Deep learning godfathers Bengio, Hinton, and LeCun say the field can fix its flaws

Yoshua Bengio, Geoffrey Hinton, and Yann LeCun took the stage in Manhattan at an AI conference to present a united front about how deep learning can move past obstacles like adversarial examples and maybe even gain common sense.
Written by Tiernan Ray, Senior Contributing Writer

From left, Geoffrey Hinton, Yann LeCun, Yoshua Bengio.

Tiernan Ray for ZDNet

Artificial intelligence has to go in new directions if it's to realize the machine equivalent of common sense, and three of its most prominent proponents are in violent agreement about exactly how to do that.

Yoshua Bengio of Canada's MILA institute, Geoffrey Hinton of the University of Toronto, and Yann LeCun of Facebook, who have called themselves co-conspirators in the revival of the once-moribund field of "deep learning," took the stage Sunday night at the Hilton hotel in midtown Manhattan for the 34th annual conference of the Association for the Advancement of Artificial Intelligence.

The three, who were dubbed the "godfathers" of deep learning by the conference, were being honored for having received last year's Turing Award for lifetime achievements in computing. 

Each of the three scientists got a half-hour to talk, and each one acknowledged numerous shortcomings in deep learning, things such as "adversarial examples," where an object recognition system can be tricked into misidentifying an object just by adding noise to a picture.

"There's been a lot of talk of the negatives about deep learning," LeCun noted.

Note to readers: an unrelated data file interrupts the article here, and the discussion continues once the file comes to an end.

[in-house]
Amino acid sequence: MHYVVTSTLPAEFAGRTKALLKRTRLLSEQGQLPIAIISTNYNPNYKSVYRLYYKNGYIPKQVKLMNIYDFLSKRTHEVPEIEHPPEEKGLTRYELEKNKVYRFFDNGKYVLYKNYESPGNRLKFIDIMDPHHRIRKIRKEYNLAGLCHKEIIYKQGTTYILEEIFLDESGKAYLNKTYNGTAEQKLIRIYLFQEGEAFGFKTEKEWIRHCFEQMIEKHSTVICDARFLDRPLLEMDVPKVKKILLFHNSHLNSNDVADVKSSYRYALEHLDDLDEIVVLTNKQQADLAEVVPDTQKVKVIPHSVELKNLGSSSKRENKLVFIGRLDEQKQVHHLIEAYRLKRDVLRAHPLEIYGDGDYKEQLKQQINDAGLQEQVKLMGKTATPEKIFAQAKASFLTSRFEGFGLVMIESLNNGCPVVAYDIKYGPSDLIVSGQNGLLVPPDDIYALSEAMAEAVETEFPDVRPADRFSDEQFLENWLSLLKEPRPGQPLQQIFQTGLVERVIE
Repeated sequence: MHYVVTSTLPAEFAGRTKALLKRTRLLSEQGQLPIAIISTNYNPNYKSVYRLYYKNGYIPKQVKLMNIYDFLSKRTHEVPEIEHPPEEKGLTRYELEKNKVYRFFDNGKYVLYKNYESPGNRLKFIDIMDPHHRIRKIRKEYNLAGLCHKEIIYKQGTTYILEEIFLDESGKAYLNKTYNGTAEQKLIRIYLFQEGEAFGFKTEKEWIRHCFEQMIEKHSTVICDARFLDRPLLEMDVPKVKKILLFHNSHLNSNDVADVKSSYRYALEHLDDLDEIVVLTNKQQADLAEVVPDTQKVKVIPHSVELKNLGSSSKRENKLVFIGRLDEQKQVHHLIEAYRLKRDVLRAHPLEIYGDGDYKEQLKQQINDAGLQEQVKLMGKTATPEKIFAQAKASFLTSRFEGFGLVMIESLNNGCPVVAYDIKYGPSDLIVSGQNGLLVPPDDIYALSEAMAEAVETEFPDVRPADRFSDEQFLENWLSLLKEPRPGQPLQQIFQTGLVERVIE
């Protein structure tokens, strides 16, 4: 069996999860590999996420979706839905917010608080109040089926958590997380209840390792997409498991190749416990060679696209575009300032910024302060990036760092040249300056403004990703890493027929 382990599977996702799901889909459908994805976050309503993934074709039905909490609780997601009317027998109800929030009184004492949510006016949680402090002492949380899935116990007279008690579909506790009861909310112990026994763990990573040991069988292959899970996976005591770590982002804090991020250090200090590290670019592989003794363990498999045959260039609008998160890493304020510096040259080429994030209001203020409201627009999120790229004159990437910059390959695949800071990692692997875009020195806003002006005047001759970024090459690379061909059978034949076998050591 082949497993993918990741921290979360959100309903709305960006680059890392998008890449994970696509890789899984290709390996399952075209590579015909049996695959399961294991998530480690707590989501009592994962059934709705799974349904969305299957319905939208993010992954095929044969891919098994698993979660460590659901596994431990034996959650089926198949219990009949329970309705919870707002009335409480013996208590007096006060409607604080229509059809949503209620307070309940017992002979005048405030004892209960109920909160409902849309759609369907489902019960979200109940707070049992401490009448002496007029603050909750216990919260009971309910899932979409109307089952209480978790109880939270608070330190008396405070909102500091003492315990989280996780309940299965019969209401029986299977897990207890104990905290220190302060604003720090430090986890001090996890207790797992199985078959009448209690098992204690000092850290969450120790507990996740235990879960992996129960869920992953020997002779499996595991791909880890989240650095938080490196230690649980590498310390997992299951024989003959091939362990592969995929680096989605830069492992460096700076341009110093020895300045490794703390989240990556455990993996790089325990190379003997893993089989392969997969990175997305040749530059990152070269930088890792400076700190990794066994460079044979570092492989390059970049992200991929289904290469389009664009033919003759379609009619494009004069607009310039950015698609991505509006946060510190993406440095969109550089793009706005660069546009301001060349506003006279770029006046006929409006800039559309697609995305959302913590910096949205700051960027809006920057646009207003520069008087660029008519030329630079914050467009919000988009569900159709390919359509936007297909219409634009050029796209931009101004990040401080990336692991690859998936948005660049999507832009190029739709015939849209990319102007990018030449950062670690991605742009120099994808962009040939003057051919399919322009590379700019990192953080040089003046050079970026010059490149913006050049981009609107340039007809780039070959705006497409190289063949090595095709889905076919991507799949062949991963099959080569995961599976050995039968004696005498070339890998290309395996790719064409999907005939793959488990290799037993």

Each of the three men was confident that the tools of deep learning will fix deep learning and lead to more advanced capabilities.

The big idea shared by all three is that the solution is a form of machine learning called "self-supervised," where something in data is deliberately "masked," and the computer has to guess its identity.

For Hinton, it's something called "capsule networks," which are like convolutional neural networks widely used in AI, but with parts of the input data deliberately hidden. LeCun, for his part, said he borrowed from Hinton to create a new direction in self-supervised learning. 

"Self-supervised is training a model to fill in the blanks," LeCun said.

"This is what is going to allow our AI systems to go to the next level," said LeCun. "Some kind of common sense will emerge." 

And Bengio talked about how machines could generalize better if trained to spot subtle changes in the data caused by the intervention of an agent, a form of cause and effect inference. 

In each case, masking information and then guessing it is made possible by a breakthrough in 2017 called the "Transformer," made by Google scientists. The Transformer has become the basis for surprising language learning, such as OpenAI's "GPT" software. Transformer exploits the notion of "attention," which is what will allow a computer to guess what's missing in masked data. (You can watch a replay of the talks and other sessions on the conference website.)

The prominent panel appearance by the deep learning cohort was a triumphant turnaround for a sub-discipline of AI that had once been left for dead, even by the conference itself. It was a bit paradoxical, too, because all three talks seemed to borrow terms that are usually identified as belonging to the opposing strain in AI, the "symbolic" AI theorists, who were the ones who dismissed Bengio and Hinton and LeCun years ago. 

"And yet, some of you speak a little disparagingly of the symbolic AI world," said the moderator, MIT professor Leslie Kaelbling, noting the borrowing of terms. "Can we all be friends or can we not?" she asked, to much laughter from the audience. 

Hinton, who was standing at the panel table rather than taking a seat, dryly quipped, "Well, we've got a long history, like," eliciting more laughter.